UPDATE 1-18-10: Some rapid progress on improvements: There is now an opt-out link on Teracent’s homepage and the CAPTCHA requirement has been removed. Hopefully improvements are also in the works to make the opt-out cookies unique and longer-lived (although just as likely, you might expect Teracent’s entire process to be assimilated into Google’s consumer disclosures and opt-out interface). In the mean time, here’s Teracent’s entry in the PrivacyChoice Index (still showing no opt-out available, given the remaining uncertainties).
In November of last year, Google announced the acquisition of Teracent, a company specializing in dynamic ad creative that is customized on the fly based on factors like the user’s interests and location. A review of Teracent’s consumer privacy experience shows that Google has much work to do in order to bring it up to industry norms. Unfortunately, it also provides a reminder of the challenges to self-regulation for ad-targeting.
“We retain the Non-[Personally Identifiable Information] collected via our Technology for up to 6 months in order to ensure that our Technology is functioning properly. After 6 months, we render this information anonymous and store it for up to three years.”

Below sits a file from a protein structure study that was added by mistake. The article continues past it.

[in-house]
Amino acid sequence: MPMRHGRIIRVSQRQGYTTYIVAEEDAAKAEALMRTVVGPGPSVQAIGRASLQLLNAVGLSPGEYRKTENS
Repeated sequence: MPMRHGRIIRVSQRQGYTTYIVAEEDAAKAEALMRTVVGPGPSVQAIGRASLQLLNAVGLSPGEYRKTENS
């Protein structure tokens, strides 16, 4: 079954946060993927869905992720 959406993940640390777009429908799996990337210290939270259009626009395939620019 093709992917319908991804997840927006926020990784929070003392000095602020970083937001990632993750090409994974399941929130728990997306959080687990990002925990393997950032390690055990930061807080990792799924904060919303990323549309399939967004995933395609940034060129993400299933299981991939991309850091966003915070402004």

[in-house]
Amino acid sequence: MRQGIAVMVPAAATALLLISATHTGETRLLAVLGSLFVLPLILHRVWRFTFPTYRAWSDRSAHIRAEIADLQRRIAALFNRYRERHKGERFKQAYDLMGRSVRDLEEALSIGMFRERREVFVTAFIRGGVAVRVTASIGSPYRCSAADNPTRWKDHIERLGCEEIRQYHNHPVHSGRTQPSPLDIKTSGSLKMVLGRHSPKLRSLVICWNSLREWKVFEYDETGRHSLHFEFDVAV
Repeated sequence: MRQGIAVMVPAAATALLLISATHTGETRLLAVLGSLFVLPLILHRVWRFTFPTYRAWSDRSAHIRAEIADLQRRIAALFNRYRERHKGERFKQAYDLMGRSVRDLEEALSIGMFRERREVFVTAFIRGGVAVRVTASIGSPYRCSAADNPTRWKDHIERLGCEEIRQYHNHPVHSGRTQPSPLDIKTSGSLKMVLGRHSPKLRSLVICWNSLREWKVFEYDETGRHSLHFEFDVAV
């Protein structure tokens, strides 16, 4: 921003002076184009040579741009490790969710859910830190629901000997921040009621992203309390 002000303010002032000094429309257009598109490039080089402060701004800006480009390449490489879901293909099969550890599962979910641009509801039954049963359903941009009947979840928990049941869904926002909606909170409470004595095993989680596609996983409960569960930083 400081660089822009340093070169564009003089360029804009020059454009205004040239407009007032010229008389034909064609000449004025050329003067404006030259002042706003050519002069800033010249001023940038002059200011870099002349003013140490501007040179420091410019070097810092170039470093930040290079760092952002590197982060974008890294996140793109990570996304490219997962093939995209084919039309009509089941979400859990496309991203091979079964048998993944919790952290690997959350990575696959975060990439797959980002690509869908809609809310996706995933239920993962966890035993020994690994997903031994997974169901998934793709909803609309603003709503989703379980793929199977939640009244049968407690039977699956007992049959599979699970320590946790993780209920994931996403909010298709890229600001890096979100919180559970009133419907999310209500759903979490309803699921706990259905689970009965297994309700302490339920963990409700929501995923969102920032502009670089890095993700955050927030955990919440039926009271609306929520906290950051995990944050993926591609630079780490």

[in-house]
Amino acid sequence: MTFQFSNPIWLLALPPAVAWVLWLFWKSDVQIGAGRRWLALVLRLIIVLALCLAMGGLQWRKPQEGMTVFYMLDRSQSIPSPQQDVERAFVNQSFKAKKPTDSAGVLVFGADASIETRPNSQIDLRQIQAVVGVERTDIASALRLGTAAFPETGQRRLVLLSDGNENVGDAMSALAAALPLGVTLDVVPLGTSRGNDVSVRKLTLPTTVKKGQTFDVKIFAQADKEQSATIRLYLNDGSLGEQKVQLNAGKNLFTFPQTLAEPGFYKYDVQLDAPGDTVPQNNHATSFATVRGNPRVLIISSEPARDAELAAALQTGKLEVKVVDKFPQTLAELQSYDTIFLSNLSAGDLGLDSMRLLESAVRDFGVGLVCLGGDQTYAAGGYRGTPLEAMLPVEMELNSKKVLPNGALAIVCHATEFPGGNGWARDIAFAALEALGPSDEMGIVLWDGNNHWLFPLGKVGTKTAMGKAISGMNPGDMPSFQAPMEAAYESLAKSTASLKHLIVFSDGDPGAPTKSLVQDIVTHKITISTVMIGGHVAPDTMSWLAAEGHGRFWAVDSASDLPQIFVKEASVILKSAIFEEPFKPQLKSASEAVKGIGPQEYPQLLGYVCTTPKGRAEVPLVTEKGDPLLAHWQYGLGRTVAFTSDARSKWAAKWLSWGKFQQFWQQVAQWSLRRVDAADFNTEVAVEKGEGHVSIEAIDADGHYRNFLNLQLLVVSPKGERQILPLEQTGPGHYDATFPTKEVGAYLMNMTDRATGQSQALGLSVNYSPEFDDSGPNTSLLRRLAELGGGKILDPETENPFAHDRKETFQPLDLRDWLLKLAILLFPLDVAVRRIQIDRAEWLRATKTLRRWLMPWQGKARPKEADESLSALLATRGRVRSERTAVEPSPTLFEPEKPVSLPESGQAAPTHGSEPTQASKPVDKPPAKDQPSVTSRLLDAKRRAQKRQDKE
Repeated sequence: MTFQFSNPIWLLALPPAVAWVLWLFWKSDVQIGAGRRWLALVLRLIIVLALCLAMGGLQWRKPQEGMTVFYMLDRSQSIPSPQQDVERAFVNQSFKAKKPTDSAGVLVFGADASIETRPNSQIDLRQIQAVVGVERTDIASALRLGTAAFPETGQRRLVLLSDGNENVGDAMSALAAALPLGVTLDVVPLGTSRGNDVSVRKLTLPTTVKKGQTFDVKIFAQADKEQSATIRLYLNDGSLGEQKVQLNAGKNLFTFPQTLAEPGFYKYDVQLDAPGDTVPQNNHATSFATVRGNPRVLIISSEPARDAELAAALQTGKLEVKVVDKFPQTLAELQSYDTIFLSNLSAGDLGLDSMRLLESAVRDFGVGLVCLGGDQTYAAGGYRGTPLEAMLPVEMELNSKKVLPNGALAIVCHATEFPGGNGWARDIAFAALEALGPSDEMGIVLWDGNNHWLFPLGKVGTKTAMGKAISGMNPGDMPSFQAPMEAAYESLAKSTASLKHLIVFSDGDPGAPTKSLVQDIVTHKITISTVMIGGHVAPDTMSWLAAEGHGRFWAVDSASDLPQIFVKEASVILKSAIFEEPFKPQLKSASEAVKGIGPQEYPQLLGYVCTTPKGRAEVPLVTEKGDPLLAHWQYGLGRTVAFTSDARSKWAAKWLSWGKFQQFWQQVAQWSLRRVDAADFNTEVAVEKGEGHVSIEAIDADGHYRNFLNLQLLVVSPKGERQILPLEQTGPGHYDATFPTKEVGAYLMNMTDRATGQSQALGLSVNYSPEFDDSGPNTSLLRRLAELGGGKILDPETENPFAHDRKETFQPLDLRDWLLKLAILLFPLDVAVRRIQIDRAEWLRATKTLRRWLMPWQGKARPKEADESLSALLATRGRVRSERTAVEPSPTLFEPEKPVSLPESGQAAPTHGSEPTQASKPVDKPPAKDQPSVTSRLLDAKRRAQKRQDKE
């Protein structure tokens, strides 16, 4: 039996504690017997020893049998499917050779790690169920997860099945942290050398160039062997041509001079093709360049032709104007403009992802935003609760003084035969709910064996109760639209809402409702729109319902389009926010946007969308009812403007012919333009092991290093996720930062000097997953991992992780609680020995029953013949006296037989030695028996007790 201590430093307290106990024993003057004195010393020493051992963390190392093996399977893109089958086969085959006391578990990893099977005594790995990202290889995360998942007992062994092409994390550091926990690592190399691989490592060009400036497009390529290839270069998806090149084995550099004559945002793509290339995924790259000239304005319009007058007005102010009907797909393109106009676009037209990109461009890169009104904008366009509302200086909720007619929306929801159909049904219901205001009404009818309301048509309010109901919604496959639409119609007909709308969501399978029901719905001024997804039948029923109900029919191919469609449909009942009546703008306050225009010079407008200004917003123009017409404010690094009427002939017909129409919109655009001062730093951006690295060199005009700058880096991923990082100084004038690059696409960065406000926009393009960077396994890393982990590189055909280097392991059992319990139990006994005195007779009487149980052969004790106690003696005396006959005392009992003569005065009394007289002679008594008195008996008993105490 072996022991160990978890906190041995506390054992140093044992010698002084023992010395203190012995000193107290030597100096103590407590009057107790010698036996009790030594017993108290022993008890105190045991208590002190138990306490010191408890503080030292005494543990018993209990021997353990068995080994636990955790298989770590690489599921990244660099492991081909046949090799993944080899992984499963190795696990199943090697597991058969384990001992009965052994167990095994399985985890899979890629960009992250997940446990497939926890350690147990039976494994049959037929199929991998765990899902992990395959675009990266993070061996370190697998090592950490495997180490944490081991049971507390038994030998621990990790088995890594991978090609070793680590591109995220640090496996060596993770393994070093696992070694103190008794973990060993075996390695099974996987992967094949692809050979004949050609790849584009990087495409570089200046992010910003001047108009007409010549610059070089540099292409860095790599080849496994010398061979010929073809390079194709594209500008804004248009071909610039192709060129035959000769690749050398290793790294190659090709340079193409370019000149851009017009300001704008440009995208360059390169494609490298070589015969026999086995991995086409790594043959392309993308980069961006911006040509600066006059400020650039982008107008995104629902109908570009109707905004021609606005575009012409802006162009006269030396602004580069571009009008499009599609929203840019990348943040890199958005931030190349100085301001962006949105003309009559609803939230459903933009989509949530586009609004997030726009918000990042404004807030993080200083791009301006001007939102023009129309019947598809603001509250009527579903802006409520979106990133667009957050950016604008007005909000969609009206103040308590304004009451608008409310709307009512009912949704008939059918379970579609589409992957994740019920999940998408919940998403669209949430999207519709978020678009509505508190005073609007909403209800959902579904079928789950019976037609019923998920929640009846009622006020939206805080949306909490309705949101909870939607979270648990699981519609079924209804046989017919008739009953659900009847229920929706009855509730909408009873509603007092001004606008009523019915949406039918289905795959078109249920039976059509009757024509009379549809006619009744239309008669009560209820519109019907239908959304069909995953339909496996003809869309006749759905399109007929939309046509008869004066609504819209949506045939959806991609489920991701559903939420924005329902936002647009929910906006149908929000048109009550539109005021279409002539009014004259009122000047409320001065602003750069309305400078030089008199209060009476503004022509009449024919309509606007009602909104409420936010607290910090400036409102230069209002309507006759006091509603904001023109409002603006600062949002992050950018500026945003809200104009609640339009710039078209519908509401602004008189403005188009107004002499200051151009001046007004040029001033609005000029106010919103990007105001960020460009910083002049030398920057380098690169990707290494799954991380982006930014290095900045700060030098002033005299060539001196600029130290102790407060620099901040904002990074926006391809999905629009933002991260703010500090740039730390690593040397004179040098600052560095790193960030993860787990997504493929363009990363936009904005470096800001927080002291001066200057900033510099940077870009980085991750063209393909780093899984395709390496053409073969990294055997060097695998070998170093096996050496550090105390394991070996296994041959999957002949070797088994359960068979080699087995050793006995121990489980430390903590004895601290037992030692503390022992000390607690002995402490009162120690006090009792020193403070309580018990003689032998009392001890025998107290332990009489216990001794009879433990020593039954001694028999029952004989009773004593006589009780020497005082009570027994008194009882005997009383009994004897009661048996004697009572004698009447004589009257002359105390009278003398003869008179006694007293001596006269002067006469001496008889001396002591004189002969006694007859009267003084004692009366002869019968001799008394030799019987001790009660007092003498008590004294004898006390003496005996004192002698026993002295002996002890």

But wait, if the information you collect is “Non-Personally Identifiable” then why would you need to render it “anonymous” after six months? Isn’t it already anonymous?
Of course, they probably mean that after six months they will disassociate individual log entries from IP addresses, but can a consumer possibly understand what this means?
1. The process is not easy to find because it’s not linked from Teracent’s homepage. An interested consumer needs to click the “About” link from the homepage to then see anything about privacy or an opt-out.
2. The opt-out cookies themselves store unique strings (destroying any semblance of anonymity) and are not named in a way to be identified by the user as an opt-out cookie. (The vast majority of networks include the phrase “opt out” in the cookie name or text to make this clear.) Also Teracent appears to use three different domains in the opt-out process (teracent.net, smtad.net, ytsa.net) but you can’t tell if all three are necessary for the opt-out to be effective. If all three aren’t necessary, the ones that aren’t shouldn’t even be written as part of the process.
3. The opt-out cookies have a six-month lifespan, far short of the five-year minimum now required by the NAI.
4. This is really unusual: the user has to complete a CAPTCHA in order to get the opt-out cookie(s). And it’s a fussy one, at least in my experience. I’m not sure I’ve seen an opt-out process that is less consumer friendly.
No doubt Google is working to assimilate Teracent into its own (much better) consumer privacy practices. But Teracent’s shortcomings provide a good reminder of the chasm in quality between the best and worst consumer privacy practices of ad-targeting companies. Until websites and advertisers start to attend to these matters in their own choices, this disparity in commitment to best practices will remain a central challenge to effective self-regulation.